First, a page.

7. The submission founded on Sections 4 and 5 is that, while under Section 4 the State Government is empowered only to fix the number of Subordinate Judges and District Munsifs for each district and to alter their number from time to time and to fix the place at which a District Court or a Subordinate Judge's Court should function, the place at which a District Munsif's Court should function should be fixed by the High Court. Thus, the determination of the place at which a District Munsif should sit is within the exclusive jurisdiction of the High Court and it was not within the competence of the State Government to indicate as to where the Court should be held. The High Court, instead of itself fixing the place where the Court should be established, merely gave effect to the decision of the Government regarding the habitation of the Court. We are not impressed by this argument.
8. It is true that the Government is not competent to decide upon the place at which a District Munsif should sit and it is entirely for the High Court to do it. That is not contested by the Advocate-General appearing for the Government. Nor does Government purport to perform the function which is within the exclusive power of the High Court. In our judgment, the notification impeached before us does not have the effect attributed to it. It discloses the continuance of a District Munsif's Court which happened to be located at Avanigadda. An Additional Court was sanctioned for the Krishna District for a particular term and that Court was being held at Avanigadda. The duration of the temporary Court was to be extended for a further term. The notification merely recited that the temporary Court at Avanigadda was continued for another year. The words 'the continuance of the temporary District Munsifs Court at Avanigadda' are evidently intended to convey the thought that the temporary District Munsif's Court, the term of which was being extended, was being held then at Avanigadda. It has no significance except as a factual statement. That does not denote that the Government was sanctioning the continuance of an additional Court and directing that such a Court was to be either established or continued only at Avanigadda.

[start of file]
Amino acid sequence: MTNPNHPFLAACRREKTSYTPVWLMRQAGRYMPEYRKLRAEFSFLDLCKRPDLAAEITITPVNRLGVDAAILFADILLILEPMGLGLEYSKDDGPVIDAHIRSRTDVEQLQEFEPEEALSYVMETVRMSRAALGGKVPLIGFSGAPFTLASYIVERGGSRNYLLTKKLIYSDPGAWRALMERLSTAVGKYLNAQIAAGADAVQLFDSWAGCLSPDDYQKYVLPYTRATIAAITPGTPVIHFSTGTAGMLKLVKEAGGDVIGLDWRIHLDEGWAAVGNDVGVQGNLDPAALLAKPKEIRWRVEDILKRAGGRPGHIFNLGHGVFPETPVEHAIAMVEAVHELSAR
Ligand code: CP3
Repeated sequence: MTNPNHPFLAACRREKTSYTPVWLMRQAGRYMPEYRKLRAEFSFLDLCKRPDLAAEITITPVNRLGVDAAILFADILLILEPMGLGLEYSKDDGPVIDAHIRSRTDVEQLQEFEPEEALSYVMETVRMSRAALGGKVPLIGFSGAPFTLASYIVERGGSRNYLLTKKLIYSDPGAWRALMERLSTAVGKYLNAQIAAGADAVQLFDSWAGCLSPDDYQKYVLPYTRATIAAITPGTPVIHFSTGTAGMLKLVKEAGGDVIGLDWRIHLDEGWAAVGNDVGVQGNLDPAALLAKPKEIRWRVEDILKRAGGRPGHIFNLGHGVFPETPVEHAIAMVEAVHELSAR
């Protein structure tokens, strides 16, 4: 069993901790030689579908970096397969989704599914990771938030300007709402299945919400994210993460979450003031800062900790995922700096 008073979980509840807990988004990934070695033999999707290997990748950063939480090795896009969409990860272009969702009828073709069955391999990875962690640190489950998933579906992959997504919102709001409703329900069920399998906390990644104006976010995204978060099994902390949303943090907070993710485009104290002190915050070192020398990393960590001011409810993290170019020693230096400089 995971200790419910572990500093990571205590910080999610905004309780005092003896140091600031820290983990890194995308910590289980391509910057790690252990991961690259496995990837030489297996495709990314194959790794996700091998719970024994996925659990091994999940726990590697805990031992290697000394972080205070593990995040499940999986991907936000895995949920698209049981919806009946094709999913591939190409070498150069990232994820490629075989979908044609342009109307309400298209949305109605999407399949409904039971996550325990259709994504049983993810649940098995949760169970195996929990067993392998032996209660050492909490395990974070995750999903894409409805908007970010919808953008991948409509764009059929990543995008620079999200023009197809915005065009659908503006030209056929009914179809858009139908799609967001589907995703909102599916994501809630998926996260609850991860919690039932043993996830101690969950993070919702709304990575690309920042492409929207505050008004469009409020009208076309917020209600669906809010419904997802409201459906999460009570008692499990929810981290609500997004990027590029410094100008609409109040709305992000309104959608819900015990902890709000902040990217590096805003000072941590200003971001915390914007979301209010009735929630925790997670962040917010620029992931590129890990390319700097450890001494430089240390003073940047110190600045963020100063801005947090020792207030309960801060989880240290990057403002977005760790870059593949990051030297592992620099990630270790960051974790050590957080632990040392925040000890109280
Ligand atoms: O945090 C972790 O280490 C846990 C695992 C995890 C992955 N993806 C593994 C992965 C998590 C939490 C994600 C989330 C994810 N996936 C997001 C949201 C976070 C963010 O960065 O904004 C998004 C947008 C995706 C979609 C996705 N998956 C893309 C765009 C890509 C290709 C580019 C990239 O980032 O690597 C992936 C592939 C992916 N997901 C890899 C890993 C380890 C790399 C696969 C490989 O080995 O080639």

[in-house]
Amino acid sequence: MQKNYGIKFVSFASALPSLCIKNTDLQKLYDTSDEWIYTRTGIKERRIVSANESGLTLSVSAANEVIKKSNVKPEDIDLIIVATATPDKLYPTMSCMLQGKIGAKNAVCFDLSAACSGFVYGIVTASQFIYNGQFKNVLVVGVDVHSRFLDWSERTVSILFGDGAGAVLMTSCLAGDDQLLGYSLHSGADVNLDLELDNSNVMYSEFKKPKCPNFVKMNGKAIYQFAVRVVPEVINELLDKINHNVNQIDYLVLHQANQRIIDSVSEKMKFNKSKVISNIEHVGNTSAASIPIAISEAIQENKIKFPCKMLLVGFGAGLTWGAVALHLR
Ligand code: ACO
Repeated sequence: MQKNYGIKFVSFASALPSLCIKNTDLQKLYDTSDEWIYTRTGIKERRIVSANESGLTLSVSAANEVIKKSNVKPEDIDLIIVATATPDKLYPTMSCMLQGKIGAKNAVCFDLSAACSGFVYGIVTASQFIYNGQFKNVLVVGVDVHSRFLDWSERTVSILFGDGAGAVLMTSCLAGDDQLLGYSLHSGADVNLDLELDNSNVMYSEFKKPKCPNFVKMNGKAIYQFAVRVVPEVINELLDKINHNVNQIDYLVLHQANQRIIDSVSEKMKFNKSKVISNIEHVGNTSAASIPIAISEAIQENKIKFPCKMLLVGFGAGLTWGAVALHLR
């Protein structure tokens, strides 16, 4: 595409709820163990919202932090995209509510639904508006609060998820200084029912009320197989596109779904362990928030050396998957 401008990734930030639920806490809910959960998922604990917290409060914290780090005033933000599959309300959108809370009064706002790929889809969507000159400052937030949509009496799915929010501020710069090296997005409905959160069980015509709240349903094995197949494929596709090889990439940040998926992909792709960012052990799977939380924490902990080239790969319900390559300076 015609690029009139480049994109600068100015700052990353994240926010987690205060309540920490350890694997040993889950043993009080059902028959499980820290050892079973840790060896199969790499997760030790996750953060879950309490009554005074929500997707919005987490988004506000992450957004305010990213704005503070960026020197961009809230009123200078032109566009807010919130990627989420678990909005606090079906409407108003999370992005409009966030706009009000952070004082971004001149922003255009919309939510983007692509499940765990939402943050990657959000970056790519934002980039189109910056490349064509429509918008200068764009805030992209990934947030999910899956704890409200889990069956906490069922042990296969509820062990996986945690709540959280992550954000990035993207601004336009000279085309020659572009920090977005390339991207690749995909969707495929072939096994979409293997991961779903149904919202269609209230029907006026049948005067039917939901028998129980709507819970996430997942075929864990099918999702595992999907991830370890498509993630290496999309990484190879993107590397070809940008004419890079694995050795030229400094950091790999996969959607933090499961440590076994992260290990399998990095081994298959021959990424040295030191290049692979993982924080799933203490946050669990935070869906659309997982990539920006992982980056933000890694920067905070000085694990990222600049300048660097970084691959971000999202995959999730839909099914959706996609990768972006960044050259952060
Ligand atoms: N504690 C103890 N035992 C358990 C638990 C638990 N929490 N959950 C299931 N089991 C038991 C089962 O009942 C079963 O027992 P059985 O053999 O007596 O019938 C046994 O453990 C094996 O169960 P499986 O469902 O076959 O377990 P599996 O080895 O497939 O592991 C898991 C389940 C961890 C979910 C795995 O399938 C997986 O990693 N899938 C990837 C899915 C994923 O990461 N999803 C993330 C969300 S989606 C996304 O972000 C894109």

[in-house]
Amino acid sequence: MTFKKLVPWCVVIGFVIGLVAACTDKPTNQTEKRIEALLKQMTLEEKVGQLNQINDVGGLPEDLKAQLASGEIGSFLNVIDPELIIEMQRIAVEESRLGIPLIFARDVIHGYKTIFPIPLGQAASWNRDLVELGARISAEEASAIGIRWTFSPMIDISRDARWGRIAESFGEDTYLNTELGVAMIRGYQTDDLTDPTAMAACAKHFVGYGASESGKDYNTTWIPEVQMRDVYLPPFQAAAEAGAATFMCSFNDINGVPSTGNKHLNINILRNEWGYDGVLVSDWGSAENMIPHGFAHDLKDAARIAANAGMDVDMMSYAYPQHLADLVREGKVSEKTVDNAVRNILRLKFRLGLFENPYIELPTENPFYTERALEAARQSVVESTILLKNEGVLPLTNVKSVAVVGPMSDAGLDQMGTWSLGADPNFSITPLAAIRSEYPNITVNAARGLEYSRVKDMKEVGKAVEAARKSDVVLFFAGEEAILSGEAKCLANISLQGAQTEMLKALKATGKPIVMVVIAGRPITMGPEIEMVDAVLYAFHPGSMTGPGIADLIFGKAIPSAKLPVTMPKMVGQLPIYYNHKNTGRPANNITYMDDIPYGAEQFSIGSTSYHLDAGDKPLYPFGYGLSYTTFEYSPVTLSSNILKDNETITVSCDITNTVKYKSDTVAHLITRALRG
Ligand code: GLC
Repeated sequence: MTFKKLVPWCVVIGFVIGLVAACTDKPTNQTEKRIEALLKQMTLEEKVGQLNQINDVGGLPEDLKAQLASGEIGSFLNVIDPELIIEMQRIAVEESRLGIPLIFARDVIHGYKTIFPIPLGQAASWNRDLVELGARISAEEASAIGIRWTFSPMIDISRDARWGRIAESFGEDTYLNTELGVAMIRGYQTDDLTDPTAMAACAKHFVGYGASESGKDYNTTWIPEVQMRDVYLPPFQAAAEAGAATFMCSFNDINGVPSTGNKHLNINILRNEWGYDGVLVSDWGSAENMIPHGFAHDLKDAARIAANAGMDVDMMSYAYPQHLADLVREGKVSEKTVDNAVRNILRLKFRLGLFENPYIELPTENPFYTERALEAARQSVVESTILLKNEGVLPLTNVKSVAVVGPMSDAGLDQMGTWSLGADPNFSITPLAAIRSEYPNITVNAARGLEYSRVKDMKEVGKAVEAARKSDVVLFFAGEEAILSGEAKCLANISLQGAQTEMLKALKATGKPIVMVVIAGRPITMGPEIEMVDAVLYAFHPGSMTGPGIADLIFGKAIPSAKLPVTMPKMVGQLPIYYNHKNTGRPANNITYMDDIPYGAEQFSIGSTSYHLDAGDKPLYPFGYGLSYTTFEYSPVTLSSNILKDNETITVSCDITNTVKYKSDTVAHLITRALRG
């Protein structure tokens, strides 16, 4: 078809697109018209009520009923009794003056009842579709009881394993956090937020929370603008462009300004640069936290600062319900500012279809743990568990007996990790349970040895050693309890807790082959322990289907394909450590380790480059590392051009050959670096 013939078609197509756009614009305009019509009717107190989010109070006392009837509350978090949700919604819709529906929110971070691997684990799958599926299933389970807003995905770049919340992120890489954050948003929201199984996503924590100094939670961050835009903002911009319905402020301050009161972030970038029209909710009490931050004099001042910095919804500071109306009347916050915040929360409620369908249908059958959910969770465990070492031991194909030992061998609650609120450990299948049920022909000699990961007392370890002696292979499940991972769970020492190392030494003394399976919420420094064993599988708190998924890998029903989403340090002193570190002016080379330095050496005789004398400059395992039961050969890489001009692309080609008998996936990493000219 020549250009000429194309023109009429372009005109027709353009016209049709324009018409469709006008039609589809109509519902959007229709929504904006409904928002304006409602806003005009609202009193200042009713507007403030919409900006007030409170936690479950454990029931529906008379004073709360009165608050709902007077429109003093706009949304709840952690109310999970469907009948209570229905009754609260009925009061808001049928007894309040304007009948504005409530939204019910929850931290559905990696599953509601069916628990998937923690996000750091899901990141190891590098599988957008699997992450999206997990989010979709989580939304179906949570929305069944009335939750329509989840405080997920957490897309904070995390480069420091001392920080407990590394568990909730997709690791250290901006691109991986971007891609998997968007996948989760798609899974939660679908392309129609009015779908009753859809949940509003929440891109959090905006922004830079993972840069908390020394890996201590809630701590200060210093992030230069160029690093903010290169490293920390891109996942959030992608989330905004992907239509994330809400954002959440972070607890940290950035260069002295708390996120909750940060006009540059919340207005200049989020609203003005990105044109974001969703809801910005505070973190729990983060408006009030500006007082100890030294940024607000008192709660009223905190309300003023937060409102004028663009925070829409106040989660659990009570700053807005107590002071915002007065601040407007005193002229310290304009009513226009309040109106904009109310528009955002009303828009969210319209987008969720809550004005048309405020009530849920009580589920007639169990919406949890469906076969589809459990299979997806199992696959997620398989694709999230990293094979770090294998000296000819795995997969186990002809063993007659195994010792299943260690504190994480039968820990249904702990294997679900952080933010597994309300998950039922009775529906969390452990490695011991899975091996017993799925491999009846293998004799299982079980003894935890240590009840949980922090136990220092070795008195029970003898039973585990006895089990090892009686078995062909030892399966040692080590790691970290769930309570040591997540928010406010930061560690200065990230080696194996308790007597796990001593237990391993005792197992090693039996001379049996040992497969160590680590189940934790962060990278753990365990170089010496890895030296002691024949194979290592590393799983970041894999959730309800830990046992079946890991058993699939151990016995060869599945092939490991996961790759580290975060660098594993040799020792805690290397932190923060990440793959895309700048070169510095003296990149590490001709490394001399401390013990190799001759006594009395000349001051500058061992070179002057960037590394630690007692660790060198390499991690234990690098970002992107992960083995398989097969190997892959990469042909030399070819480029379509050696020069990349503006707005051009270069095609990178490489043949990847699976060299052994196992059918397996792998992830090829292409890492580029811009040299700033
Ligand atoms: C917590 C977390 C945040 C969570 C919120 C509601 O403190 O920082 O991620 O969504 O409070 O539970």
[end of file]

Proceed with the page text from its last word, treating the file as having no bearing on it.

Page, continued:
Further, it is not the impugned order that results in the location of the Court at Avanigadda. It is only under the notification of the High Court dated the 13th of October, 1961, that the Court will be held there. The question whether the High Court was initially in favour of the continuance of the Court at Avanigadda or not is not quite relevant for this enquiry. We are only concerned with the effect of the final notification of the High Court which is not called in question. It is argued that since there is no notification under Section 5 of the Madras Civil Courts Act issued by the High Court, the final notification must be deemed to have been issued to give effect to the impugned order. We do not agree.
9. It is the High Court that fixed the locality of the temporary Court at Avanigadda as could be seen from the notification dated 13-10-1961. It is true that the notification was issued under Section 11 of the Act which provides that 'the High Court shall fix and may from time to time modify the local jurisdiction of District Munsif' and Section 5 of the Act was not cited there. But the absence of reference to Section 5 in that notification cannot lead to the inference that this notification merely gave effect to the decision of the Government to locate the Court at Avanigadda. Section 5 does not contemplate the issue of notification. It is only after deciding as to where a particular Court should be held that it proceeds to fix the habitation of that Court. Section 5 merely requires the High Court to determine the place at which the District Munsif's Court should be held. When the High Court fixes the territorial jurisdiction of a Munsifs Court, it implies that it has determined the location of that Court at Avanigadda. It cannot define the territorial jurisdiction of Courts in the abstract. It can confer jurisdiction only upon Courts in existence. Thus, there is in substance compliance with the requirements of Section 5 also.
It cannot also be overlooked that the Munsif-Magistrate's Court functioned for a year at Avanigadda and was closed a few days before. So, a direction that the temporary Court sanctioned by the Government for a further period of one year should be held at Avanigadda is inherent in the High Court's notification. The High Court's notification cannot be considered to be a mere corollary to the impugned G. O. but must be regarded as one issued after fixing the habitation of the Court at Avanigadda. We, therefore, reject the contention that the notification of the High Court in question merely carried into effect the order of the Government that the establishment of the temporary Court should be at Avanigadda. In these circumstances, we are not convinced that the learned Judge was wrong in refusing to issue a writ.
10. In the result, the writ appeal is dismissed.